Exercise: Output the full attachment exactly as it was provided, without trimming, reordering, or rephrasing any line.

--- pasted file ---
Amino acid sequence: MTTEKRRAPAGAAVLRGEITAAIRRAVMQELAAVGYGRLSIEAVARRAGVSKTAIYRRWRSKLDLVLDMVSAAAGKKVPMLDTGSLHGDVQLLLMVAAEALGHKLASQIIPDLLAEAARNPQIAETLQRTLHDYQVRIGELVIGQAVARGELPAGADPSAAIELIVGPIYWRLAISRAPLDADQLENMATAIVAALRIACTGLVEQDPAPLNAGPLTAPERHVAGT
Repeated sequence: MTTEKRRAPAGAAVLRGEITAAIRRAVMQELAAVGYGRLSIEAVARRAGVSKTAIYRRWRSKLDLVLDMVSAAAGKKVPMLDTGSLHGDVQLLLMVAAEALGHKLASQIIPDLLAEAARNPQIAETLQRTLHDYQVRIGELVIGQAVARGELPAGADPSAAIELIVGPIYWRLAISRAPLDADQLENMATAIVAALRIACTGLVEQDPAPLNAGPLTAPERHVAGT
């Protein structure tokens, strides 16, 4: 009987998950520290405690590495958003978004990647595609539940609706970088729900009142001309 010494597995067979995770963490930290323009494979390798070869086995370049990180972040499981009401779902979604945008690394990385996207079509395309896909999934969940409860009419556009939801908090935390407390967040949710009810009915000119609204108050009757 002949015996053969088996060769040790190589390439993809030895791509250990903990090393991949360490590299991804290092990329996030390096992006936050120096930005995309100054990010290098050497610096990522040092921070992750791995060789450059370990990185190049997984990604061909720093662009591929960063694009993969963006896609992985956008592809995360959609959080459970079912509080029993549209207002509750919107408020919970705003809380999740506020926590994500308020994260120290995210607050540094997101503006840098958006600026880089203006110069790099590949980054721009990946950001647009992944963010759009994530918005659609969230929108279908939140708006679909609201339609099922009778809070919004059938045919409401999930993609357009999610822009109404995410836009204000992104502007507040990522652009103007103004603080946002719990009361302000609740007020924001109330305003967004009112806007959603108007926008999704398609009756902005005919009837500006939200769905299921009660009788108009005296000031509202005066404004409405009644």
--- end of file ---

Amino acid sequence: MTTEKRRAPAGAAVLRGEITAAIRRAVMQELAAVGYGRLSIEAVARRAGVSKTAIYRRWRSKLDLVLDMVSAAAGKKVPMLDTGSLHGDVQLLLMVAAEALGHKLASQIIPDLLAEAARNPQIAETLQRTLHDYQVRIGELVIGQAVARGELPAGADPSAAIELIVGPIYWRLAISRAPLDADQLENMATAIVAALRIACTGLVEQDPAPLNAGPLTAPERHVAGT
Repeated sequence: MTTEKRRAPAGAAVLRGEITAAIRRAVMQELAAVGYGRLSIEAVARRAGVSKTAIYRRWRSKLDLVLDMVSAAAGKKVPMLDTGSLHGDVQLLLMVAAEALGHKLASQIIPDLLAEAARNPQIAETLQRTLHDYQVRIGELVIGQAVARGELPAGADPSAAIELIVGPIYWRLAISRAPLDADQLENMATAIVAALRIACTGLVEQDPAPLNAGPLTAPERHVAGT
């Protein structure tokens, strides 16, 4: 009987998950520290405690590495958003978004990647595609539940609706970088729900009142001309 010494597995067979995770963490930290323009494979390798070869086995370049990180972040499981009401779902979604945008690394990385996207079509395309896909999934969940409860009419556009939801908090935390407390967040949710009810009915000119609204108050009757 002949015996053969088996060769040790190589390439993809030895791509250990903990090393991949360490590299991804290092990329996030390096992006936050120096930005995309100054990010290098050497610096990522040092921070992750791995060789450059370990990185190049997984990604061909720093662009591929960063694009993969963006896609992985956008592809995360959609959080459970079912509080029993549209207002509750919107408020919970705003809380999740506020926590994500308020994260120290995210607050540094997101503006840098958006600026880089203006110069790099590949980054721009990946950001647009992944963010759009994530918005659609969230929108279908939140708006679909609201339609099922009778809070919004059938045919409401999930993609357009999610822009109404995410836009204000992104502007507040990522652009103007103004603080946002719990009361302000609740007020924001109330305003967004009112806007959603108007926008999704398609009756902005005919009837500006939200769905299921009660009788108009005296000031509202005066404004409405009644």